WePay's Week In Payments: AI, Mobile Growth and White House Policy
This week’s round-up of payment industry news is a bit of a mixed bag, with contributions from a few sources not normally associated with the payments industry: Twitter and the White House. Nevertheless, an overarching theme can be seen if we take a step back. The following stories all have something to do with the future of FinTech in general and the payments industry in particular.
A Framework for FinTech
The White House issued a statement of principles which it calls a policy framework for the payments industry. This is a big step forward for governmental understanding of the FinTech space. It’s well worth a perusal.
AI in Banking
Although AI (Artificial Intelligence) in banking and the financial sectors has a long history, almost as long as that of AI itself, the reality is that it still hasn’t made significant penetration except in highly specialized sectors. There are many reasons for this according to The Financial Brand, with some of the biggest including siloed data and an inability to start the process of analyzing data and drawing useful insights from it to kickstart AI and machine learning projects.
Bye Buy Twitter
TechCrunch broke a story this week about Twitter officially backing away from ecommerce to focus on its core offerings,in the process dropping its ‘buy’ button efforts in the area of contextual commerce (or commerce in place within a twitter conversation). Twitter isn’t stopping completely. It will maintain the ability to make donations to nonprofits but all other ecommerce efforts are abruptly halted.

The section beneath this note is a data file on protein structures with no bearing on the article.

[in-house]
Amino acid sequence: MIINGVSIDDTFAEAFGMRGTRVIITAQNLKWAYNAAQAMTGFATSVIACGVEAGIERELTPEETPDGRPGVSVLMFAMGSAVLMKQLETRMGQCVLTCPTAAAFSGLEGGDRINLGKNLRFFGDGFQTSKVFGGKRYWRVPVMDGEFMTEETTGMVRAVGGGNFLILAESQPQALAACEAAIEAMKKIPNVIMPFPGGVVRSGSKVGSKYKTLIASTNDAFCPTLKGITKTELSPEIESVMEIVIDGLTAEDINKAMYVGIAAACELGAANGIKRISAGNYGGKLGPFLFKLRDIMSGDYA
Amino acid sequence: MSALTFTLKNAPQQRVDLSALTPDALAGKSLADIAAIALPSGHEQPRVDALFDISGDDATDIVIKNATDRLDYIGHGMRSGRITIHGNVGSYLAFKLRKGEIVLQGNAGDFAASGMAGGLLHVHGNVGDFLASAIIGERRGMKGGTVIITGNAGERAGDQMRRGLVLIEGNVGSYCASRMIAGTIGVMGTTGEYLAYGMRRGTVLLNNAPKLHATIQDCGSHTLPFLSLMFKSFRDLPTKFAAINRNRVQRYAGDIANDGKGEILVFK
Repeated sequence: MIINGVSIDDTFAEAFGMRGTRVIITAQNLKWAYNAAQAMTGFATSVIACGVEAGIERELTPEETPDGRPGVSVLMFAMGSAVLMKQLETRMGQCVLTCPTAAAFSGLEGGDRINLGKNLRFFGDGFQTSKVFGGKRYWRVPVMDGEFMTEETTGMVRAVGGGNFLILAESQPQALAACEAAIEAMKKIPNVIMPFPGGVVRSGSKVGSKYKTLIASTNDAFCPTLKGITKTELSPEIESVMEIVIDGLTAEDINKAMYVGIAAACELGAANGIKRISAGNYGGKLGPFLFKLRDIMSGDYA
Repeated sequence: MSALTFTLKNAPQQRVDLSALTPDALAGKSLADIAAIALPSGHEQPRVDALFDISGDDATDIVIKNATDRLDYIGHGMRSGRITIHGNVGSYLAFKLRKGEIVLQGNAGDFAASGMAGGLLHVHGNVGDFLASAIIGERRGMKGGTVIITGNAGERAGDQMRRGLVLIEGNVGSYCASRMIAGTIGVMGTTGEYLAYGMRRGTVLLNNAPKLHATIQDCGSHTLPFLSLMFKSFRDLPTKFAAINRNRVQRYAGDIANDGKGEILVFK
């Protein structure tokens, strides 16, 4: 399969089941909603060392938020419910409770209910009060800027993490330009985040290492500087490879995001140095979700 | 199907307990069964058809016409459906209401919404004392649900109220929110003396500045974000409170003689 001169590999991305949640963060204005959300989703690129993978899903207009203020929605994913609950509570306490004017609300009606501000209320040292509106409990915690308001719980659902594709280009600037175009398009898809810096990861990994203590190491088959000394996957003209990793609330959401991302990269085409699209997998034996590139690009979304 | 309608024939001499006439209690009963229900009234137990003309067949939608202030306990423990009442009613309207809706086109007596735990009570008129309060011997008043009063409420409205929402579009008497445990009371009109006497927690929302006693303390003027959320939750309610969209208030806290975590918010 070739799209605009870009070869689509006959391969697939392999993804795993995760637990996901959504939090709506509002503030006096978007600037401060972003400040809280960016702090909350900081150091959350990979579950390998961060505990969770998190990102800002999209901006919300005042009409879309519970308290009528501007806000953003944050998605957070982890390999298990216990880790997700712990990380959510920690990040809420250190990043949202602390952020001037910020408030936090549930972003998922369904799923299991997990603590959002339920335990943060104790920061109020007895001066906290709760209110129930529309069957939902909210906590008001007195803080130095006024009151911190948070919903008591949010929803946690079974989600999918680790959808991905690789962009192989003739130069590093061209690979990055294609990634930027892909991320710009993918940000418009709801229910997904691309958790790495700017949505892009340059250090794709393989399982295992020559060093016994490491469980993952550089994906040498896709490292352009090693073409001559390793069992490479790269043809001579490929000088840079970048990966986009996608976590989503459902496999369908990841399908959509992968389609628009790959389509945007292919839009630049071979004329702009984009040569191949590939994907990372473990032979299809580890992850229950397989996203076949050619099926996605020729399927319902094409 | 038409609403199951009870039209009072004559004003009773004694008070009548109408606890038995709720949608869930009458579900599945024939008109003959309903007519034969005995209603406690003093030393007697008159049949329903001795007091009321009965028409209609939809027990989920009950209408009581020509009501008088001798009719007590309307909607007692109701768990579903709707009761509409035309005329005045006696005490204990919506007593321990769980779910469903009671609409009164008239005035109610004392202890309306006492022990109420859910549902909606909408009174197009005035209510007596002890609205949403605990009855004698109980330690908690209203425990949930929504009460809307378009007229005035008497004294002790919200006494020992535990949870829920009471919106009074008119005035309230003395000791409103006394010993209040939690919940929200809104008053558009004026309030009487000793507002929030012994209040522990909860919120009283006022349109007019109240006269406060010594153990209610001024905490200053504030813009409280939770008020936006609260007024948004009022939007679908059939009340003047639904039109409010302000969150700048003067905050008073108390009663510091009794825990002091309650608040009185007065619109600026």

Mobile Payments Explode in APAC
Mobile World has a story about the expected boom in online payments globally, driven by the Asia Pacific region. Allied Market Research is predicting that the global mobile payments market willbe worth $3.39 trillion by 2022.
The legal marijuana industry has had a lot of trouble establishing itself with any form of payment more advanced than cash, partly due to federal regulations around the industry and the reluctance of banks and processors to get involved with what they see as high risk customers. And it is a chicken and egg situation since pure cash-based businesses are more prone to crime. But PaymentsSource says that this situation is changing as payments companies engage with this market. [Full disclosure: WePay’s bank and card network partners preclude us from serving platforms and merchants in this space, so without passing any judgment of our own we’ve had to say No to a bunch.]